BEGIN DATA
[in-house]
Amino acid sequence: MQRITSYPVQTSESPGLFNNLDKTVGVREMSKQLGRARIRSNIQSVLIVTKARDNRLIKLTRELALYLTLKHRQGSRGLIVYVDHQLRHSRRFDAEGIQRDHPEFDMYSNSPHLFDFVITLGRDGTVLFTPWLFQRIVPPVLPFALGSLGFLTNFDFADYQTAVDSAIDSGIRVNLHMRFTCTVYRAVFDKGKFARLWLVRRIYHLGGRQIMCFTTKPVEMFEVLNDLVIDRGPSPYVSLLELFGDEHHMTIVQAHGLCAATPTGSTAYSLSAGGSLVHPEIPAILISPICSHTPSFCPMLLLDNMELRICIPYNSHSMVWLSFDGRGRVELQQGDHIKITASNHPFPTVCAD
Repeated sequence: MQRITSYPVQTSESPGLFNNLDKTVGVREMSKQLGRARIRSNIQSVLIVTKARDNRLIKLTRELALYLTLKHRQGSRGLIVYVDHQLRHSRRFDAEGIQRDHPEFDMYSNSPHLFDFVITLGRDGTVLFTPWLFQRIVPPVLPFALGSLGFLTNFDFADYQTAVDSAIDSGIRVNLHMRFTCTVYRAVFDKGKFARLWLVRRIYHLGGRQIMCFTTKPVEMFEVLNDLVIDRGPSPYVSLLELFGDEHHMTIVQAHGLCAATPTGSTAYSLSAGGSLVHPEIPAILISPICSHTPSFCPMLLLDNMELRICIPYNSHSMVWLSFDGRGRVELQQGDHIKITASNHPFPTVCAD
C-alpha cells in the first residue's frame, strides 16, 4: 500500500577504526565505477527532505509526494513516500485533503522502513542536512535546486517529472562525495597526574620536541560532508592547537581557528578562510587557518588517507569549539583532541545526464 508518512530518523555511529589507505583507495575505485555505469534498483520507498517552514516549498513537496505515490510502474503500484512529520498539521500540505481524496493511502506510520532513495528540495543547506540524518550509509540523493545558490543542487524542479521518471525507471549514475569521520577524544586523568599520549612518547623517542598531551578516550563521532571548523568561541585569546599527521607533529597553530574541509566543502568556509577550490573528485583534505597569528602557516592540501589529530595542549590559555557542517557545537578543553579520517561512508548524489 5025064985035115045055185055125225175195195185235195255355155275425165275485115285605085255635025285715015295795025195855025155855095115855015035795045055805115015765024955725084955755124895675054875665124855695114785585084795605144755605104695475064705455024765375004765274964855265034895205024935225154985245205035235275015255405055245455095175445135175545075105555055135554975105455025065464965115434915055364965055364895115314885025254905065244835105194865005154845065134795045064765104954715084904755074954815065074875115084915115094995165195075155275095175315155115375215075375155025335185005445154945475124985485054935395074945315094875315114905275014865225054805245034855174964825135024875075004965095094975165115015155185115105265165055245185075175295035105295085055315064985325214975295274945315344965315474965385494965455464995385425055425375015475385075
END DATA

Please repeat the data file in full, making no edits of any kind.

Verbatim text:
[in-house]
Amino acid sequence: MQRITSYPVQTSESPGLFNNLDKTVGVREMSKQLGRARIRSNIQSVLIVTKARDNRLIKLTRELALYLTLKHRQGSRGLIVYVDHQLRHSRRFDAEGIQRDHPEFDMYSNSPHLFDFVITLGRDGTVLFTPWLFQRIVPPVLPFALGSLGFLTNFDFADYQTAVDSAIDSGIRVNLHMRFTCTVYRAVFDKGKFARLWLVRRIYHLGGRQIMCFTTKPVEMFEVLNDLVIDRGPSPYVSLLELFGDEHHMTIVQAHGLCAATPTGSTAYSLSAGGSLVHPEIPAILISPICSHTPSFCPMLLLDNMELRICIPYNSHSMVWLSFDGRGRVELQQGDHIKITASNHPFPTVCAD
Repeated sequence: MQRITSYPVQTSESPGLFNNLDKTVGVREMSKQLGRARIRSNIQSVLIVTKARDNRLIKLTRELALYLTLKHRQGSRGLIVYVDHQLRHSRRFDAEGIQRDHPEFDMYSNSPHLFDFVITLGRDGTVLFTPWLFQRIVPPVLPFALGSLGFLTNFDFADYQTAVDSAIDSGIRVNLHMRFTCTVYRAVFDKGKFARLWLVRRIYHLGGRQIMCFTTKPVEMFEVLNDLVIDRGPSPYVSLLELFGDEHHMTIVQAHGLCAATPTGSTAYSLSAGGSLVHPEIPAILISPICSHTPSFCPMLLLDNMELRICIPYNSHSMVWLSFDGRGRVELQQGDHIKITASNHPFPTVCAD
C-alpha cells in the first residue's frame, strides 16, 4: 500500500577504526565505477527532505509526494513516500485533503522502513542536512535546486517529472562525495597526574620536541560532508592547537581557528578562510587557518588517507569549539583532541545526464 508518512530518523555511529589507505583507495575505485555505469534498483520507498517552514516549498513537496505515490510502474503500484512529520498539521500540505481524496493511502506510520532513495528540495543547506540524518550509509540523493545558490543542487524542479521518471525507471549514475569521520577524544586523568599520549612518547623517542598531551578516550563521532571548523568561541585569546599527521607533529597553530574541509566543502568556509577550490573528485583534505597569528602557516592540501589529530595542549590559555557542517557545537578543553579520517561512508548524489 5025064985035115045055185055125225175195195185235195255355155275425165275485115285605085255635025285715015295795025195855025155855095115855015035795045055805115015765024955725084955755124895675054875665124855695114785585084795605144755605104695475064705455024765375004765274964855265034895205024935225154985245205035235275015255405055245455095175445135175545075105555055135554975105455025065464965115434915055364965055364895115314885025254905065244835105194865005154845065134795045064765104954715084904755074954815065074875115084915115094995165195075155275095175315155115375215075375155025335185005445154945475124985485054935395074945315094875315114905275014865225054805245034855174964825135024875075004965095094975165115015155185115105265165055245185075175295035105295085055315064985325214975295274945315344965315474965385494965455464995385425055425375015475385075